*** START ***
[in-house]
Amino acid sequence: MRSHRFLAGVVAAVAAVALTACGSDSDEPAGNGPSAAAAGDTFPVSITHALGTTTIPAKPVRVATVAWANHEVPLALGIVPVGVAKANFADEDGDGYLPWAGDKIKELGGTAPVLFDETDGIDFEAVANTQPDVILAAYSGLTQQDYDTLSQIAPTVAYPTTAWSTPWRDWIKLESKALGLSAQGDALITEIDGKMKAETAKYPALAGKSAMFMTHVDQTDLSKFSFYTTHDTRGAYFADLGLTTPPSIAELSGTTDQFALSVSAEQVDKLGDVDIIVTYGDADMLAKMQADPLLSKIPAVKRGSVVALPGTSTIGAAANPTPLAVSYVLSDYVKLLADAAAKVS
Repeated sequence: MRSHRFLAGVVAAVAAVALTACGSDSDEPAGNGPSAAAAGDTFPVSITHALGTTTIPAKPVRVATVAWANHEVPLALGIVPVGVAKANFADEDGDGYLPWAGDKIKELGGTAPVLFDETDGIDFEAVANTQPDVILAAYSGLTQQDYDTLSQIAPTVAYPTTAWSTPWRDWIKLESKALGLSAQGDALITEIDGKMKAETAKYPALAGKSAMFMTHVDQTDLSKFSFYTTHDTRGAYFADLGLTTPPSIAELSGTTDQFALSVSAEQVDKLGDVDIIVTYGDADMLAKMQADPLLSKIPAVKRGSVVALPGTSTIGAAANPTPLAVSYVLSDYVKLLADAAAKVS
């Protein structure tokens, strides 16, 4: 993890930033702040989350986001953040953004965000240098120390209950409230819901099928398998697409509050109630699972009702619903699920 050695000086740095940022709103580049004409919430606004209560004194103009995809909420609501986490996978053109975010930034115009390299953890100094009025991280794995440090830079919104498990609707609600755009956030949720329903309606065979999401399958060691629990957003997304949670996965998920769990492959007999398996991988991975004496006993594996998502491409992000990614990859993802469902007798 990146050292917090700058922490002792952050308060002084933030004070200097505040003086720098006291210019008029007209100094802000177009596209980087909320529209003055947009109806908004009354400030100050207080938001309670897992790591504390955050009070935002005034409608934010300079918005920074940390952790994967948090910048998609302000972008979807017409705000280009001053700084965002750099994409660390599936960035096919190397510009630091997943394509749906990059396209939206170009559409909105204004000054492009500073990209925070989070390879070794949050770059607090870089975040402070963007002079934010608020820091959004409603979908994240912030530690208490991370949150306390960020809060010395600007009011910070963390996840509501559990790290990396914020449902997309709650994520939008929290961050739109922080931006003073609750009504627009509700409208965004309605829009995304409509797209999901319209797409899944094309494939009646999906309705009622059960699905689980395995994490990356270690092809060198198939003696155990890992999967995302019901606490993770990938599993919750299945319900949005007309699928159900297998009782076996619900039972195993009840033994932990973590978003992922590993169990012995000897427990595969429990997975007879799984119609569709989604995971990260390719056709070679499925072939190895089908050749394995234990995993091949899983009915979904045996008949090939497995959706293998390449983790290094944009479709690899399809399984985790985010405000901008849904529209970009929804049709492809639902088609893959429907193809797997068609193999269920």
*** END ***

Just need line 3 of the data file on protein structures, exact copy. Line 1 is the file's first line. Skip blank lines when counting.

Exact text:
Repeated sequence: MRSHRFLAGVVAAVAAVALTACGSDSDEPAGNGPSAAAAGDTFPVSITHALGTTTIPAKPVRVATVAWANHEVPLALGIVPVGVAKANFADEDGDGYLPWAGDKIKELGGTAPVLFDETDGIDFEAVANTQPDVILAAYSGLTQQDYDTLSQIAPTVAYPTTAWSTPWRDWIKLESKALGLSAQGDALITEIDGKMKAETAKYPALAGKSAMFMTHVDQTDLSKFSFYTTHDTRGAYFADLGLTTPPSIAELSGTTDQFALSVSAEQVDKLGDVDIIVTYGDADMLAKMQADPLLSKIPAVKRGSVVALPGTSTIGAAANPTPLAVSYVLSDYVKLLADAAAKVS